Chris Helzer is the Director of Science for The Nature Conservancy in Nebraska. His main role is to evaluate and capture lessons from the Conservancy’s land management and restoration work and then share those lessons with other landowners – both private and public. In addition, Chris works to raise awareness about the importance of prairies and their conservation through his writing, photography, and presentations to various groups. Chris is also the author of "The Ecology and Management of Prairies in the Central United States", published by the University of Iowa Press. He lives in Aurora, Nebraska with his wife Kim and their children.

14 thoughts on “Photos of the Week – November 5, 2020

  1. The results of the presidential election is … going to be announced after this multi-day commercial break. Brought to you courtesy of the American Advertisers Association.

  2. Great photos as usual Chris. You do a marvelous job and your efforts are appreciated by many. I went through your Square Meter book this first night it arrived and am passing it around to my Family members.
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  3. What differences do you find in Fall burns vs Spring burns?
    As far as effect on plants specifically.
    Is there concern for over winter habitat for animals when burning in fall?
    Also erosion I think would be a concern with fall burns as now the soil laid bare over winter exposed to wind, spring snow melt run off.

    • Counter intuitively, people in the Chicago Area have found that not burning causes erosion. When forests become so dense nothing will grow under the trees then the soil erodes away. In contrast, frequent fire removes the leaf litter letting a carpet of sedges and grasses grow that have dense fibrous roots which prevent erosion.

    • Interestingly, I haven’t seen many differences in plant community response between fall and spring burns, assuming both occur outside the growing season. I’m not saying there aren’t any differences, but they don’t seem to be apparent enough that I’ve noticed them. The soil probably dries out a little over the winter when it’s not covered, but the research I’m aware of in prairies doesn’t show any significant difference in productivity as a result.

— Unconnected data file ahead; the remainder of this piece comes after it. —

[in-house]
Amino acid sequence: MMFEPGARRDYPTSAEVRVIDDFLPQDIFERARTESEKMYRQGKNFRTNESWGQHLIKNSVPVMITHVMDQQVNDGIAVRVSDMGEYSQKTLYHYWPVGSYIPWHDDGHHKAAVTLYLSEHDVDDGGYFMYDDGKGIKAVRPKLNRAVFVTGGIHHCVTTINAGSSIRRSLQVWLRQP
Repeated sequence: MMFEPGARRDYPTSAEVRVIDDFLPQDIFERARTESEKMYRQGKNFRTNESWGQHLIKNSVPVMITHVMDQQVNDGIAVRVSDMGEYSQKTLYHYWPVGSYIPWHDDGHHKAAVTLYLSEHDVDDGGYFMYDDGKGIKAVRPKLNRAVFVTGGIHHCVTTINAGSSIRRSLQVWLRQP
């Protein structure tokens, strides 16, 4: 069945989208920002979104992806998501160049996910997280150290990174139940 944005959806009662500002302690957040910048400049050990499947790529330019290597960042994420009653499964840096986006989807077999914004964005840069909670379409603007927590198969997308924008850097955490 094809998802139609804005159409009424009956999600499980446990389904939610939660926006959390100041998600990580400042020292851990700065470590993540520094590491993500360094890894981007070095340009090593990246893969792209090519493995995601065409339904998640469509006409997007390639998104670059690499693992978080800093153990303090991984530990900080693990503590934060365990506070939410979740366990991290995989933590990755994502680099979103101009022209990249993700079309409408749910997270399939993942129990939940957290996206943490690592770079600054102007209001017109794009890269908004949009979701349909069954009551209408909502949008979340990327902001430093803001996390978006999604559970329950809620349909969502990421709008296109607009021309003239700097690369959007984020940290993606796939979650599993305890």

Fall burning certainly changes winter habitat, though the impact varies among species, of course. I wouldn’t want to burn an entire prairie or woodland if it was isolated from other similar habitats. (but that’s true, no matter what season we burn). In this case, the 1,000 acres we burned last week is surrounded by tens of thousands of acres of similar woodland habitat and is on the northern edge of 12 million acres of contiguous prairie habitat. About 30,000 acres of the preserve burned in the 2012 wildfire, plus even more outside our boundaries, but we haven’t seen any species (that we know of) disappear as a result. I’m hopeful that’s an indication that our larger matrix is intact enough that we can absorb 1000 acre scale impacts like fall burns.

      We had significant erosion during the winter/early spring after the late July 2012 wildfire. However, most of that came from places where encroaching trees (eastern red cedar, as well as Ponderosa pine) had shaded out large areas of herbaceous vegetation beneath them. When those trees were killed by the fire, there was nothing left to hold that soil. In the case of this fall prescribed burn, we’d removed most of the remaining bigger trees that weren’t killed by the fire and the herbaceous vegetation had filled in most of those holes. The root systems of those plants should hold the soil pretty well.

      The big advantage to a fall burn, especially in woodlands with oaks, is that oak leaf litter is the most fluffy and flammable right after it drops. That really helps carry fire through places that might not carry fire the following spring, after snow and time compress that leaf layer. In addition, in our specific situation, we have so many acres that need fire, we need to use every available window if we’re going to stay on a reasonable schedule. We’ve not been very good at that in the past, but are working hard to get better.

      Thanks for the questions.

  4. Your post reminded me to burn off the dead sedge leaves in my native plant garden. I did this yesterday. I like the smell after the fire is done. Roasted hay has a nice smell.

    • The Kentucky bluegrass that has invaded my native plant garden is already sending up green shoots after having been burned. Kentucky bluegrass is the only thing that has emerged. If I was more motivated, I would wipe some glyphosate on the leaves. At the moment, I should be able to get rid of the Kentucky bluegrass without harming other plants.

      I know you have problems with Kentucky bluegrass in your prairies. If you could move a weed wiper just over ground level about a week after a burn, you should be able to get rid of a lot of the Kentucky bluegrass without harming other things. That is … if you weren’t already busy with a thousand other tasks.

      I’ll have to see if Canada bluegrass behaves similarly. If it does, maybe a quick emergence could be used to get it controlled at some of the hill prairies.

      This might be worth testing.

  5. Pingback: Photos of the Week – November 27, 2020 | The Prairie Ecologist